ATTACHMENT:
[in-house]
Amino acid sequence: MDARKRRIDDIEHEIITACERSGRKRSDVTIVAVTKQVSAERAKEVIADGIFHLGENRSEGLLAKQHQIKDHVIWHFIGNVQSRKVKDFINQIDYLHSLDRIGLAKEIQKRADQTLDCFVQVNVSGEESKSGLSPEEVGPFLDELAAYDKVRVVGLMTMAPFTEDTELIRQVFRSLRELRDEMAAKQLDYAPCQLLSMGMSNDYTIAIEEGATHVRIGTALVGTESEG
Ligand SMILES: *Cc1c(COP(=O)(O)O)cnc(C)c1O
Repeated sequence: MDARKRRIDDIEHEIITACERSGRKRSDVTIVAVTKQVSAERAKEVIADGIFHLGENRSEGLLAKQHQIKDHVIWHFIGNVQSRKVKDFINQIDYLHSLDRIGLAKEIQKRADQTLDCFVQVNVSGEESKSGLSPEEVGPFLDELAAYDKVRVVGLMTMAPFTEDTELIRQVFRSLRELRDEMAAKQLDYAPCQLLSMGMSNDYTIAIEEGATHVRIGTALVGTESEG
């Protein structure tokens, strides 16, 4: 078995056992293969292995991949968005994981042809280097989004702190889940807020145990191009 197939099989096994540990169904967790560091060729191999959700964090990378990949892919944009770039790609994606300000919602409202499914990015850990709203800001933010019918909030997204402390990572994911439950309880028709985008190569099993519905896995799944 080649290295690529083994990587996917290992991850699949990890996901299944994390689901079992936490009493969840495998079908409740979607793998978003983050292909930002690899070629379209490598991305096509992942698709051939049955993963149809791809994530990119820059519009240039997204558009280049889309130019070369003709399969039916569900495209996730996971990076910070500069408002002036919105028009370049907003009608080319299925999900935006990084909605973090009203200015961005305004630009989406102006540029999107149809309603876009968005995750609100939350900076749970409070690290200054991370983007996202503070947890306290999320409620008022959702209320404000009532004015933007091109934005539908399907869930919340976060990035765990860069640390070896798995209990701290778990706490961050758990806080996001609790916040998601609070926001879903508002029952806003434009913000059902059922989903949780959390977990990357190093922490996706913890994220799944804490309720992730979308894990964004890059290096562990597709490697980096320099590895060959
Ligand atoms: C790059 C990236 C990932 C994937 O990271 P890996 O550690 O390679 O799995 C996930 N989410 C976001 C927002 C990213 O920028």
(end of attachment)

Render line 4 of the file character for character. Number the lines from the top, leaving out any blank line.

Repeated sequence: MDARKRRIDDIEHEIITACERSGRKRSDVTIVAVTKQVSAERAKEVIADGIFHLGENRSEGLLAKQHQIKDHVIWHFIGNVQSRKVKDFINQIDYLHSLDRIGLAKEIQKRADQTLDCFVQVNVSGEESKSGLSPEEVGPFLDELAAYDKVRVVGLMTMAPFTEDTELIRQVFRSLRELRDEMAAKQLDYAPCQLLSMGMSNDYTIAIEEGATHVRIGTALVGTESEG